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Cabbage Patch skids



Popularly known as the “Cabbage Patch,” the northwest sector of Grosse Pointe Park that borders Detroit would be the main beneficiary of a citywide tax increase proposal on the Nov. 7 ballot. If passed, the 20-year, .958-mill tax hike would allow the city to obtain about $7 million in bond money, some of which would fund a reduction in rental properties that city officials say have high vacancy rates and are hurting overall property values.

We have too many rental properties in Grosse Pointe Park. Our landlords are having a hard time renting. We’re getting kind of a transient population coming in. Basically that’s why we’re doing it,” Councilmember James Robson says.

A mix of single-family homes and multi-unit rentals, the Cabbage Patch neighborhood is home to students, young professionals, longtime elderly residents, families and newcomers to the Pointes and the United States. The “Cabbage Patch” moniker describes how closely clustered together the dwellings are in the neighborhood in contrast to the rest of the Pointes, says Suzy Berschback, executive director of the Grosse Pointe Historical Society.

According to U.S. Census data, Cabbage Patch residents are younger and less likely to speak English at home than the rest of GPP. They also own and live in homes with lower median values, and make less money than others in the city. In 2000, rental property in the Cabbage Patch’s census tract accounted for 46 percent of housing units compared to 29 percent for the whole suburb. About 900 of the suburb’s 1,394 rental units were in the area, the data show.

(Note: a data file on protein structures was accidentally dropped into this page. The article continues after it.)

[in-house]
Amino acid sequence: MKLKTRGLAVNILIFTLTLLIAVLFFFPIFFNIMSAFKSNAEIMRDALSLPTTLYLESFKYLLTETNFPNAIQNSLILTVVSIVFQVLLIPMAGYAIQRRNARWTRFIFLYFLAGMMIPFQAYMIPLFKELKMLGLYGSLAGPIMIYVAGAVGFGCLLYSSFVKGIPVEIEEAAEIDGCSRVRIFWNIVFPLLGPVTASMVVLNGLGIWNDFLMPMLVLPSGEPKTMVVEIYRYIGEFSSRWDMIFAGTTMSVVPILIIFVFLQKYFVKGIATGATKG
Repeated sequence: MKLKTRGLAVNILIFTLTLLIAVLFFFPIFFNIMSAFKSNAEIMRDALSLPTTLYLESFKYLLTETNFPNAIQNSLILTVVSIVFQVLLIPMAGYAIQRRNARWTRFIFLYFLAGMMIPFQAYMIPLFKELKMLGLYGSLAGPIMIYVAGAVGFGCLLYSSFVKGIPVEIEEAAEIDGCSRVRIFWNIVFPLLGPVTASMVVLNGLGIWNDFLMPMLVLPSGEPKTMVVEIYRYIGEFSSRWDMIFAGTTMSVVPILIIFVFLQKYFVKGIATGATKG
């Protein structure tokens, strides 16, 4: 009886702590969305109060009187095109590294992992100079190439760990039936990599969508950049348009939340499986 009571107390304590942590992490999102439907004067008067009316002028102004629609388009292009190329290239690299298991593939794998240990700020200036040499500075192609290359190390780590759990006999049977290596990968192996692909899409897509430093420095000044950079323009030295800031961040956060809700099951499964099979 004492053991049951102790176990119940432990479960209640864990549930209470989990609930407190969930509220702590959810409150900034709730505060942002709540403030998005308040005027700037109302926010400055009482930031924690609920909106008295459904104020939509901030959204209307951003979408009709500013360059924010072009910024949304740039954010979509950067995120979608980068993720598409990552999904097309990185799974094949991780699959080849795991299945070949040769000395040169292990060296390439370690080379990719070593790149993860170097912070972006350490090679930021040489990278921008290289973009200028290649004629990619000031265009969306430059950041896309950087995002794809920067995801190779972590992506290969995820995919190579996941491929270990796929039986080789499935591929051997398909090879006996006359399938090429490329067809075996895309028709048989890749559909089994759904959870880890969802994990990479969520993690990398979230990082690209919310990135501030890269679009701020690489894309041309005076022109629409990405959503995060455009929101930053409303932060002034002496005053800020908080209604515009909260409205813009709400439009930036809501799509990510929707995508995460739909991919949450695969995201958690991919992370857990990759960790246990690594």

City officials, at a public forum about the ballot issue last week, said if voters approve the measure, money would be used to remove diseased elm and ash trees throughout the suburb, provide more parking in the area, resurface the city’s streets, and purchase properties that would be resold to commercial developers who would install new businesses in the Mack-Alter and Jefferson-Alter areas. If the millage passes, it also would provide money to landlords to convert their multi-unit structures into single-family dwellings.

“I don’t think there’s anything wrong with the renters. It’s just that we have so many rental dwellings in Grosse Pointe Park. This isn’t dissing the renters but rather emphasizing families moving in,” Robson says.

So let’s get this straight: There’s nothing wrong with renters, but the Park wants to pay to have fewer of them so that there’ll be more single family homes, even though owners of existing single family homes are having an increasingly hard time selling them as the southeast Michigan housing market plunges further into the toilet.

Can you say “double-talk”?

News Hits hears muttering by some Pointers who have begun calling the area “Grosse Pointe Dark” because of the perceived growing number of minority residents and comments blaming them for lowering property values and scaring away development. Fewer rental properties would mean fewer “undesirable” renters, hence the ballot proposal.

If that’s what city officials are really responding to, then this is a move that smacks of racism and classism.

So, do Grosse Pointe Park voters opt to approve a measure that does many good things overall, but also sends the message that it doesn’t really want those types (and you know who you are) moving there? That’s the decision they’ll soon be making.

News Hits is edited by Curt Guyette. Contact the column at 313-202-8004 or

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